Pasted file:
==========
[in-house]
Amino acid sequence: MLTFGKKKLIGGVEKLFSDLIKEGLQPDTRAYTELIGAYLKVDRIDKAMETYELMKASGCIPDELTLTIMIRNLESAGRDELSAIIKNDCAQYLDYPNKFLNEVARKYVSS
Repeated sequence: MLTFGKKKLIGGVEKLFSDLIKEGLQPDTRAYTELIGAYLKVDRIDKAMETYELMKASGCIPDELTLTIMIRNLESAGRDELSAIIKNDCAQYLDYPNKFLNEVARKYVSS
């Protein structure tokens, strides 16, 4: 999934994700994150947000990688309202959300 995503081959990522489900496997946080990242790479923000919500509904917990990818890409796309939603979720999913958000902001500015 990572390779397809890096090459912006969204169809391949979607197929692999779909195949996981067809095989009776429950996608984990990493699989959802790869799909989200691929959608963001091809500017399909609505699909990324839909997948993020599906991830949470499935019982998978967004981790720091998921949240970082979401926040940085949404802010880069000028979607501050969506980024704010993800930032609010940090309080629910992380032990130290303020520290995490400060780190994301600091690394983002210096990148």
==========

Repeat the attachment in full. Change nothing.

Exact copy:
[in-house]
Amino acid sequence: MLTFGKKKLIGGVEKLFSDLIKEGLQPDTRAYTELIGAYLKVDRIDKAMETYELMKASGCIPDELTLTIMIRNLESAGRDELSAIIKNDCAQYLDYPNKFLNEVARKYVSS
Repeated sequence: MLTFGKKKLIGGVEKLFSDLIKEGLQPDTRAYTELIGAYLKVDRIDKAMETYELMKASGCIPDELTLTIMIRNLESAGRDELSAIIKNDCAQYLDYPNKFLNEVARKYVSS
């Protein structure tokens, strides 16, 4: 999934994700994150947000990688309202959300 995503081959990522489900496997946080990242790479923000919500509904917990990818890409796309939603979720999913958000902001500015 990572390779397809890096090459912006969204169809391949979607197929692999779909195949996981067809095989009776429950996608984990990493699989959802790869799909989200691929959608963001091809500017399909609505699909990324839909997948993020599906991830949470499935019982998978967004981790720091998921949240970082979401926040940085949404802010880069000028979607501050969506980024704010993800930032609010940090309080629910992380032990130290303020520290995490400060780190994301600091690394983002210096990148």